Ilfracombe from Beacon Point
We start this leg of the Coast Path at the back of the harbour in Ilfracombe. Ilfracombe is an interesting place and I have done a separate post about it. We walked along the landward side of the harbour. The tide was out, but the inner harbour was still attractive.
The outer harbour looked even more bereft.
We then headed up hill along a road and turned left into what felt like a park to emerge at this small cove. We wondered if we had gone the wrong way at first as we couldn't see a path upward (you can in fact just make out a handrail to the left of the concrete shelter. Fortunately a couple of chaps enjoying an early morning can of beer in a sort of belvedere to the left put us straight.
We climbed steeply up from the cove and continued a steady climb through trees and then more open ground over what the map shows as Fort Hillsborough. It seems to be named for an iron age chieftain called Hele. There were lovely views back over Ilfracombe and I used one of then to head my post about Ilfracombe. The best view however came from above Beacon Point (at the head of this post).
Now we descended through woodland along a winding path to finally emerge at Hele. The village was apparently once had a gas works (it closed in 1963) which was for many years supplied with coal by ships which moored at the wooden post which can be seen on the beach. By the 1950s it had become a popular holiday destination (the coal now being delivered by road) and it was normal to have 200 deckchairs on the beach. And as the photo shows there is a rather tasteful collection of holiday chalets there now. the beach however is more like gravel than proper sand.
We climbed up the hill on a footpath beside the A399 road which continued just the other side of a crash barrier. We eventually took a left which led to the low-lying Rillage Point and then climbed. On the horizon the coast of South Wales stretched out before us.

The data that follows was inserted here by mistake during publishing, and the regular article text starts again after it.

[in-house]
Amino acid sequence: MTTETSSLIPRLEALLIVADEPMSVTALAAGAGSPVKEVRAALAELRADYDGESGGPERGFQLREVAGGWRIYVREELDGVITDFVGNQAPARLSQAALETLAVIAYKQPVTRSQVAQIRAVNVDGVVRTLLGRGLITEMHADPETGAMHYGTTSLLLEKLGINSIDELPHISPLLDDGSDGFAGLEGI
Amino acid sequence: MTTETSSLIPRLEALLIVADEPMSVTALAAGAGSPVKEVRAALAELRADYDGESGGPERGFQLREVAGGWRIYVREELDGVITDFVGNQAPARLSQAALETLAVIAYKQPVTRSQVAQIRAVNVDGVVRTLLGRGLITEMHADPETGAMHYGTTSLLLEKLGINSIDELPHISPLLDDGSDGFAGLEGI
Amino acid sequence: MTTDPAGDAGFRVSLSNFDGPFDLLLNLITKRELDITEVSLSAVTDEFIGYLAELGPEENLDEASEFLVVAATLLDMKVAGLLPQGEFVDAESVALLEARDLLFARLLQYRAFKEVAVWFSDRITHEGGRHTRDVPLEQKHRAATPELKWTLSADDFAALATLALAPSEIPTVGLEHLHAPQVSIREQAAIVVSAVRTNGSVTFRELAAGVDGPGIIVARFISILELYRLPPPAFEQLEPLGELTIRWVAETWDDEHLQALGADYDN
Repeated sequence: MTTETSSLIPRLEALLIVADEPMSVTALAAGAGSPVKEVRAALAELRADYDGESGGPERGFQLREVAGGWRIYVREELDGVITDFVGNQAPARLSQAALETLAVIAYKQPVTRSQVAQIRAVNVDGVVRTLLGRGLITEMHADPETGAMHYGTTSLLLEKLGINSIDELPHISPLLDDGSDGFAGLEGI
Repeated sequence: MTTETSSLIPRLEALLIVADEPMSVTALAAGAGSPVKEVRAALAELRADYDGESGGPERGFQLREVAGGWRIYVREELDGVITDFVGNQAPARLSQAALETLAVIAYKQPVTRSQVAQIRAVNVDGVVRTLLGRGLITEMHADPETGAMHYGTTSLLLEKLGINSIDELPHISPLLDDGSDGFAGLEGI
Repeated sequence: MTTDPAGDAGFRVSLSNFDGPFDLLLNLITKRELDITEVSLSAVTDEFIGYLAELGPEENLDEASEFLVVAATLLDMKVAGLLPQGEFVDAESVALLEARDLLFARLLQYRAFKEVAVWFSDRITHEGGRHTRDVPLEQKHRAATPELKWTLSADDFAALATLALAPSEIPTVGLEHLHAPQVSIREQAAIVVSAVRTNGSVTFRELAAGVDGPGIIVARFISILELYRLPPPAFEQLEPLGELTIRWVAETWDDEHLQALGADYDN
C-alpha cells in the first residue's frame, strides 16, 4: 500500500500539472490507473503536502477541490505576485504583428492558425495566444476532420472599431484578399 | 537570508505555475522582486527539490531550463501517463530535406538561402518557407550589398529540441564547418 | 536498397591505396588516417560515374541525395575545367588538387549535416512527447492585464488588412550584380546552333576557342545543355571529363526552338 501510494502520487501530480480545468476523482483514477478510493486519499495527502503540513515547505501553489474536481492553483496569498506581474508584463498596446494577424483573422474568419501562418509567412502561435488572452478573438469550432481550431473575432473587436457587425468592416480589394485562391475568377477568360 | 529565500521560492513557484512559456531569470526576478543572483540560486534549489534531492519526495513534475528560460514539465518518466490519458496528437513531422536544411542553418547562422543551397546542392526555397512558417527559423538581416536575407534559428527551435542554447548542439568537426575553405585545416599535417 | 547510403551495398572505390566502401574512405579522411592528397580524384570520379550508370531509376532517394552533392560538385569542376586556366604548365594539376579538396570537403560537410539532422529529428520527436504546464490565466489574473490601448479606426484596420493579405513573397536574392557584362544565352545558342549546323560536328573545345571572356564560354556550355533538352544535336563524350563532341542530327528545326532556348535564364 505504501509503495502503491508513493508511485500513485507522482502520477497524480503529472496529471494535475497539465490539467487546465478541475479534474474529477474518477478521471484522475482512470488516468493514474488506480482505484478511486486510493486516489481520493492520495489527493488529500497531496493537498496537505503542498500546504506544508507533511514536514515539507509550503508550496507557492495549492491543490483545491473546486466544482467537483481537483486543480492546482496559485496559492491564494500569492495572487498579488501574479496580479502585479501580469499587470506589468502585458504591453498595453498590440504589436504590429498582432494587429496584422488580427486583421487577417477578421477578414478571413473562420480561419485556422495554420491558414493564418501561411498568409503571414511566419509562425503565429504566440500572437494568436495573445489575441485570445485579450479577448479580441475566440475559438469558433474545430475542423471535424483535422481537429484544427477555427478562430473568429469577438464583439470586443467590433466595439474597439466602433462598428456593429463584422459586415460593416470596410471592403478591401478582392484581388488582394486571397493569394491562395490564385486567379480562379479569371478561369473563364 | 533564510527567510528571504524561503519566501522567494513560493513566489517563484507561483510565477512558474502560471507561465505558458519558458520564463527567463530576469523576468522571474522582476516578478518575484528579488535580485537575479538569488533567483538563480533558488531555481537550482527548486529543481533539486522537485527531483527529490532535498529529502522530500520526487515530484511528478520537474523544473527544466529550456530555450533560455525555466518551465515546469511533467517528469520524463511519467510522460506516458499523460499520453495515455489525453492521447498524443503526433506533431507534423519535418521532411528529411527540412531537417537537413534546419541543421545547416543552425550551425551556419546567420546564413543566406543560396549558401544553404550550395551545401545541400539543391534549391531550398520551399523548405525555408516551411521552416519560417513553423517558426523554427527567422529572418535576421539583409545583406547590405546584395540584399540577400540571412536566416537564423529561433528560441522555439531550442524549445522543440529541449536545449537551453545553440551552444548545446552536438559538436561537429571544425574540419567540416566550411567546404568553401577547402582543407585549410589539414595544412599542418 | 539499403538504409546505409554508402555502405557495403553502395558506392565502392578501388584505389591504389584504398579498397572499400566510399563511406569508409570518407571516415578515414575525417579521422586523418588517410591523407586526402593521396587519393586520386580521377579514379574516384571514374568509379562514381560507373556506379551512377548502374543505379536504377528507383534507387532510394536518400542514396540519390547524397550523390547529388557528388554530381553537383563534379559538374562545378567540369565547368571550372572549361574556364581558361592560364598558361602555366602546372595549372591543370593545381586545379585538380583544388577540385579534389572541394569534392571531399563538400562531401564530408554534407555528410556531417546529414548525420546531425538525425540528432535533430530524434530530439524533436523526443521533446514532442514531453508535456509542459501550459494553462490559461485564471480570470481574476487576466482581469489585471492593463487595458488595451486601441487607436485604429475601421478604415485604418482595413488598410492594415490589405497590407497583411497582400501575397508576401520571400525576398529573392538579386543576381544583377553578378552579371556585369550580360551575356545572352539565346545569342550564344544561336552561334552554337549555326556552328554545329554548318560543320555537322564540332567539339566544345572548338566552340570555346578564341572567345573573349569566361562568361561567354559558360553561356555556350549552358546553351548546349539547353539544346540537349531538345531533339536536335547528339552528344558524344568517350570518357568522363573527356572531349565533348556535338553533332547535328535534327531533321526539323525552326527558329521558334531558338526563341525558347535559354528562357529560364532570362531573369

I spotted a rather lovely Peacock and was quite pleased with this picture taken with the lens I normally use for landscapes and buildings, rather than the usual big zoom.
Soon we had a great view of the west side of Widmouth Head. No doubt we would soon be climbing the steep path on the left hand side.
And so it was. This is the view from the top of the path. In truth it wasn't too bad.
The view east from the highest point of Widmouth Point was wonderful. The narrow cove is called Water Mouth (a bit generic as name, I thought) and the peninsula to the left is The Warren. Hangman Point can be seen in the background. The Great Hangman at 318m is the highest sea cliff in England.
We enjoyed a nice break on Widmouth Point and saw a couple of Painted Ladies, neither of which would pause for a picture. I did get a nice one of a Stonechat however - we have seen lots of them is recent days.
We descended fro Widmouth Head to follow a path through woodland above Water Mouth and emerge opposite Watermouth Castle. This was begin in 1825 but not completed until many year later. It is now a family theme park, although this is not too evident from the road.
A little further on we left the road and walked uphill through a large, but mercifully empty, campsite. We then followed a high level path with at one point a wonderfully beautiful small cove down below. We later saw an access path.
Later the path was diverted so that we had to follow a road for a while as we meandered into Combe Martin. This was our first view. Around the corner is a sandy, but not all that attractive beach.
Conditions: Warm and sunny.
Distance: 5.3 miles.
Map: Explorer 139 (Bideford, Ilfracombe & Barnstaple).
Grading: Moderate, Strenuous in places.
Rating: four stars.